Talking of positives, Aseltine et al perform a stellar job of devising an approach to supervision that is grounded on carefully considered facts and assumptions about student learning. For example, their approach incorporates the fact that “children learn best when new learning is connected to prior knowledge, instruction builds on that knowledge and addresses learning needs, and assessment informs instruction” (Aseltine et al, 2006). Another key understanding, upon which the supervision models are built, is with regard to improvement. Whether it is a student or a teacher, change always occurs from the inside out, meaning that substantial improvement in performance needs personal effort and personal goal-setting. Such positive outcomes also need to be given necessary time to fructify. Though the authors should be lauded for thoroughly probing all these elements of a supervision model, their scholarship does not deal with external forces influencing the state of education in the country. For example, it is fairly obvious that the capitalist economy has invaded academic campuses and education has also become a commodity to be purchased and profited from as afforded by one’s class background. In this milieu, the rising tuition fees at a time of prolonged economic recession have added to parental woes. This means that for many middle-class American families providing their children with quality education is becoming ever difficult. Even in recent American history, public education used to be a safety net for children from lower rungs of American society. But this is no longer the case today. This is partly attributable to government decisions to reduce public expenditure during successive recent economic downturns. As a result, funding to public schools has dried up substantially. In turn, this has led to hiring of unqualified teachers and poor infrastructure. This book by Aseltine et al is expressly purported to be about school improvement no less, we see no discussion whatsoever of this most important issue of contention. Such conspicuous omissions detract from the overall merit of the book.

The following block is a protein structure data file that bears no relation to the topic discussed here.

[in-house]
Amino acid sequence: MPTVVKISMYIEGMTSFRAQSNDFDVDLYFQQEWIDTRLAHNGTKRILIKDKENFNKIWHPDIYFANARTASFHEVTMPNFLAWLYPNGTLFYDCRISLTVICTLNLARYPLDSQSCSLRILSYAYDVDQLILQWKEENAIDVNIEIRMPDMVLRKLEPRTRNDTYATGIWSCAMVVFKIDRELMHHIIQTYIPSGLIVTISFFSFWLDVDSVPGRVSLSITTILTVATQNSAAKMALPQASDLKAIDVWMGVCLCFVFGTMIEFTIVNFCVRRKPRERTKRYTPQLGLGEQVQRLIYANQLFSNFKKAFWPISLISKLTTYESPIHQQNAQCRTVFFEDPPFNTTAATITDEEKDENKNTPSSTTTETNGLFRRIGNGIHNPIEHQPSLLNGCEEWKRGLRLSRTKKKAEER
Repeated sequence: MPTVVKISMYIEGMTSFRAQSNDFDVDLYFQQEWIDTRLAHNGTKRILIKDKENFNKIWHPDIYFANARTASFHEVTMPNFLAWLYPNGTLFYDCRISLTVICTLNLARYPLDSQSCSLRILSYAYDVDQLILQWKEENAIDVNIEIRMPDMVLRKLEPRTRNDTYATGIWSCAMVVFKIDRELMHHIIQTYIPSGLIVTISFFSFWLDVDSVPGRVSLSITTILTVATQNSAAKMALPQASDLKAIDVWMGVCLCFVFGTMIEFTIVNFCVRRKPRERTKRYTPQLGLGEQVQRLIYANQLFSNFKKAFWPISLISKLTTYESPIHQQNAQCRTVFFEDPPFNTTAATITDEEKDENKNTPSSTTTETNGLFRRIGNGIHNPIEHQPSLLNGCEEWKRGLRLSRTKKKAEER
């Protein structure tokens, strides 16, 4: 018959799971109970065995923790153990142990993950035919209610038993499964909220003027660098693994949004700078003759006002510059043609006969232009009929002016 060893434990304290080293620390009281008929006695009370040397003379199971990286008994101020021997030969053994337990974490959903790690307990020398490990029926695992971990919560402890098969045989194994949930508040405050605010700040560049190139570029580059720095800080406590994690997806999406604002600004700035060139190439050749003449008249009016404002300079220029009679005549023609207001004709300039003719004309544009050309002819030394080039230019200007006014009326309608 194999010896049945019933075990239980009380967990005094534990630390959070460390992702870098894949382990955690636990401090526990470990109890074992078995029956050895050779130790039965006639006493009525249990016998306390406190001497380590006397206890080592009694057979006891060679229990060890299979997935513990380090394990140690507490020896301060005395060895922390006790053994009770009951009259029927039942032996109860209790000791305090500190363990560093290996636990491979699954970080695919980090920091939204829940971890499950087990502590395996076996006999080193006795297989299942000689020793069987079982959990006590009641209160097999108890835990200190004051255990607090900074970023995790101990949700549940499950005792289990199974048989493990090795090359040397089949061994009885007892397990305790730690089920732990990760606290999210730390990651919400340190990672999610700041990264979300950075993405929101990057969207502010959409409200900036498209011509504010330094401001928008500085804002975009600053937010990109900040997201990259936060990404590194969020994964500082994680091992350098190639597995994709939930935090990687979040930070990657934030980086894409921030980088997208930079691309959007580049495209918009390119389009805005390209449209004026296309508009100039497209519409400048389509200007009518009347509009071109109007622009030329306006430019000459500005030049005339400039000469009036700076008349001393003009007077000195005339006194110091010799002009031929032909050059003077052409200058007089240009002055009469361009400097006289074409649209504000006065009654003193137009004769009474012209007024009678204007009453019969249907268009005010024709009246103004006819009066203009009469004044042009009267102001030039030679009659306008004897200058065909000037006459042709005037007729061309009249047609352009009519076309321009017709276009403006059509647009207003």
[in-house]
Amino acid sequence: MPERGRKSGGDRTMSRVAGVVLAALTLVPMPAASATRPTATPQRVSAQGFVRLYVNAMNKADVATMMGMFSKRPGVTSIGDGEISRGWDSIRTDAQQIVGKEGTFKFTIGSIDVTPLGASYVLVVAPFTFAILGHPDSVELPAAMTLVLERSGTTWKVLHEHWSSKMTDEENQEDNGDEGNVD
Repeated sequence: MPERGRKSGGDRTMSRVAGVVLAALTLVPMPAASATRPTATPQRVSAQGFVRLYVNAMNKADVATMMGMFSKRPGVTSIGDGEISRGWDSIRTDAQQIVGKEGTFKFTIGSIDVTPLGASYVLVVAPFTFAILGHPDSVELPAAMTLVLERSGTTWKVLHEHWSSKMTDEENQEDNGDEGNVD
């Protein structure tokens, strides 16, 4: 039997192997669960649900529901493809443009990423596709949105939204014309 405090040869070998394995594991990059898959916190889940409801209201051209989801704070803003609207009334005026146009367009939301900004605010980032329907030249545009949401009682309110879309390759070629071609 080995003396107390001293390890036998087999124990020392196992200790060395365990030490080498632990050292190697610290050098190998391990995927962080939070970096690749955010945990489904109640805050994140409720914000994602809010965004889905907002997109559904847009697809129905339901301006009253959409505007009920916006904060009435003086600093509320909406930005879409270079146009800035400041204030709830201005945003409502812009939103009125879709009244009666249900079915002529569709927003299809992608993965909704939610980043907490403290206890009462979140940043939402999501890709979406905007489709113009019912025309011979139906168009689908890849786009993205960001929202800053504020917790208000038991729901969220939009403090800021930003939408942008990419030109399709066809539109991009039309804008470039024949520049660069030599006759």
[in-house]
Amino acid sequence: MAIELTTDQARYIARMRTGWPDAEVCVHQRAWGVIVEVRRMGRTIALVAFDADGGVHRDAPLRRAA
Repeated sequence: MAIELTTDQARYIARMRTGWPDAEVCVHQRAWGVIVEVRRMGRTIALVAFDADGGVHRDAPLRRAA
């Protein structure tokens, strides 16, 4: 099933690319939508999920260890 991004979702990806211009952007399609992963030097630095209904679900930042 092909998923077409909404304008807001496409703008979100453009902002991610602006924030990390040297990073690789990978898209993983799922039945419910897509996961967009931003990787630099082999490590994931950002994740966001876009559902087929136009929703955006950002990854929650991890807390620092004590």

An admirable quality in the book is its proposals for revamping supervision models. A major creative output of the author team is in the conception and design of the Performance-Based Supervision and Evaluation (PBSE). This model comprises of novel techniques that purport to make supervision methods more professional. They also “provide efficient strategies to increase the analytic and instructional capacity of schools and school districts” (Aseltine, et.al, 2006). What more, these scholars have run trials with the model, the successes of which they’ve documented in detail in the three case studies. To broad base the experiment as well as to minimize bias, the three schools chosen are very different from one another. Whereas the first is a suburban middle school, the second is located in an urban school district, and the third is a statewide vocational-technical school system. Across these diverse environments, the PBSE is found to be consistently efficacious. Having acknowledged what is good about the book, I have to point out that it eschews any discussion of education ideas. To elaborate, the education system as it exists today fosters obedience and skill acquisition at the cost of critical thinking. The motives and methods witnessed in educational institutions today is far from the ideals set forth by such luminaries as John Dewey. The present system’s purpose is one of indoctrinating the young. It is as if the system has turned into one giant assembly line for producing labor forces for Corporate America. The nation’s business leaders are products of these mass producing institutions. This explains why the nation is frequently beset by corporate scandals, bankruptcies, stock market crashes, economic depressions and recessions, and ever increasing unemployment figures. In the backdrop of these depressing facts, it is fair to state that the education system is not molding enlightened and inspired young leaders to take charge of business and political institutions. While better teacher supervision methods and evaluation scales might improve efficiency in the functioning of the system, there is nothing in the book to suggest that it would improve prospects for the nation. It is fair to claim that the PBSE, even if adopted nationwide, is not going to alleviate economic disparity, improve social cohesion, eliminate financial crashes, lessen instances of war, or enrich culture and the arts.